FRR, France’s €33bn pension reserve fund, is looking for an external service provider to analyse the environmental impacts of the issuers in its portfolio and physical climate risks.
The task was one of several covered by two requests for proposals (RFPs) for providers of “extra-financial” portfolio analysis that FRR has launched ahead of current contracts expiring.
One of the two contracts was for “analysis of extra-financial risks and opportunities” associated with FRR’s portfolio, predominantly regarding the management of reputational risk associated with investee companies’ practices.
Reputational risks could arise from investee companies failing to respect “universally recognised” principles, such as those underpinning the UN Global Compact, the Sustainable Development Goals, “good governance”, and international conventions ratified by France, said FRR.
The second RFP was for the measurement and analysis of FRR’s portfolio’s environmental footprint.
The services being sought are mostly not new for the fund, but according to a spokeswoman FRR had made some small changes, for example by splitting the two contracts into various “lots” to allow more applicants, and by specifying environmental impact analysis as one of the environmental footprint tasks.
Vigeo Eiris is FRR’s current provider of portfolio extra-financial risk analysis, while S&P Trucost has been responsible for the environmental footprint analysis, with both contracts due to end this year.
Ratcheting up ambitions
The RFPs followed the publication of FRR’s responsible investment strategy for the next four years. According to FRR, this was a continuation of previous strategies “while being resolutely proactive and ever more ambitious”.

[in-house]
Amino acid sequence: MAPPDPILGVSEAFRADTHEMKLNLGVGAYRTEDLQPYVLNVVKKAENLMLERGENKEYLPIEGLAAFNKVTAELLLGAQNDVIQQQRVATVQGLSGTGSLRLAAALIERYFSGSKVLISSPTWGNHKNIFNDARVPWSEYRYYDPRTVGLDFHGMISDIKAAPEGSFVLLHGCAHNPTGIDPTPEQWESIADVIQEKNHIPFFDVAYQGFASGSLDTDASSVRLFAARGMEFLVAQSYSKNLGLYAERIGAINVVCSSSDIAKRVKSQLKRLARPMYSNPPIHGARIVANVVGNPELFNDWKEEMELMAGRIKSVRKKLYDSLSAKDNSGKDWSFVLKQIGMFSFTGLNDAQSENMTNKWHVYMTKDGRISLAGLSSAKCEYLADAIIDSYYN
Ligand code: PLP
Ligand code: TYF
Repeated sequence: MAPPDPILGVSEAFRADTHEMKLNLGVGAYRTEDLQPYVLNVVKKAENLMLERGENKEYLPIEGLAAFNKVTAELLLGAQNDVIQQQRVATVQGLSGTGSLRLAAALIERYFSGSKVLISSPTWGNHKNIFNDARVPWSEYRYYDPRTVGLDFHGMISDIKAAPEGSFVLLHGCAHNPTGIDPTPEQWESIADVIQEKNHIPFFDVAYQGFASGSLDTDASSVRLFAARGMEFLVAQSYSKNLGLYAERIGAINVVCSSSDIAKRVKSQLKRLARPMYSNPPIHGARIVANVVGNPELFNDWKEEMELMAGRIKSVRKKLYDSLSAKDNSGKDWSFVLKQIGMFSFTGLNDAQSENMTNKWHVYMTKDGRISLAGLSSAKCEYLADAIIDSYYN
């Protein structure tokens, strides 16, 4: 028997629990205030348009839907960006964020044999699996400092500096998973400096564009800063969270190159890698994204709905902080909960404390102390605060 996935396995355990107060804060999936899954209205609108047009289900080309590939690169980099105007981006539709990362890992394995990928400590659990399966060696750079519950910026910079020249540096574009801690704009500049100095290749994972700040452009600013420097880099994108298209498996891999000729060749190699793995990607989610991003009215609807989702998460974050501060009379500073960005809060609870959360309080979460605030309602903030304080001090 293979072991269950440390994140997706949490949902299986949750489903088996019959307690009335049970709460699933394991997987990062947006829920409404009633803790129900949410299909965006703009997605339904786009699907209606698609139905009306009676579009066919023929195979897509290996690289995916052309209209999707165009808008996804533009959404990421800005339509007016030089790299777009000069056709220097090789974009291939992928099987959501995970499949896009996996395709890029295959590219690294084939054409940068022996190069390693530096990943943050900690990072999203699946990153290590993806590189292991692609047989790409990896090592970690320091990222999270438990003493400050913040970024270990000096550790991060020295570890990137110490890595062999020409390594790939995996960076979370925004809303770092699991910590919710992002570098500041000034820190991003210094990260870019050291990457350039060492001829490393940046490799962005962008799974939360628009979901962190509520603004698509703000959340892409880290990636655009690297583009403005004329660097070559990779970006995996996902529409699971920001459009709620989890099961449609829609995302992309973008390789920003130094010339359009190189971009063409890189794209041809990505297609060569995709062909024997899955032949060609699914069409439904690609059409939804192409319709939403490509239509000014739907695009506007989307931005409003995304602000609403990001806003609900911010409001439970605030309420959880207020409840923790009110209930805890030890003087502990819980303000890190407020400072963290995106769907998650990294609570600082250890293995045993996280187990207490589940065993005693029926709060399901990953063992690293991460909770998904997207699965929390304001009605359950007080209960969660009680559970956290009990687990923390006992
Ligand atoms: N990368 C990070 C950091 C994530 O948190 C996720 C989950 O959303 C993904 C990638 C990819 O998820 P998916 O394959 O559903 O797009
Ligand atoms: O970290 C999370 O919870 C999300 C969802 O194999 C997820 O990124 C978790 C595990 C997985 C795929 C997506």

“This strategy ushers in a new phase that will drive ambition further by increasing accountability at all portfolio levels and involving the entire financial management ecosystem to underline the leadership role assumed by FRR over many years,” said the fund.
It indicated that it intended to make particular efforts to contribute to “accelerating the energy transition”, which is one of the four “pillars” of its 2019-23 strategy.
It said it would continue to align its portfolio with a global warming trajectory of 2°C “or even 1.5°C” above pre-industrial levels, by reducing the proportion of its most carbon dioxide-emitting investments and increasing so-called “green” investment financing.
Yves Chevalier, executive director at FRR, told IPE that the fund’s efforts to support decarbonisation would be sensitive to the need for a “just transition”.
“Everything we do with regard to the energy transition has to take into account the social dimension,” he said. “This is very important to our stakeholders, especially the trade unions that are in our monitoring committee, and something we strongly believe in.
“We will work on this with all our different asset managers.”
FRR also said it would carry out an in-depth analysis of the UN Sustainable Development Goals “to align its management with those that are most relevant in accordance with its values and fiduciary responsibility”.
It added that it could look into the possibility of valuing the extra-financial performance of its investment activity and “how the usefulness of the impact of its investments might be added to that of their financial performance”.
FRR also indicated that it would continue to work with index providers with a view to ensuring that these “create and enrich a range of indices that are open to all and take account of extra-financial criteria”.
More information about the requests for proposals can be found here.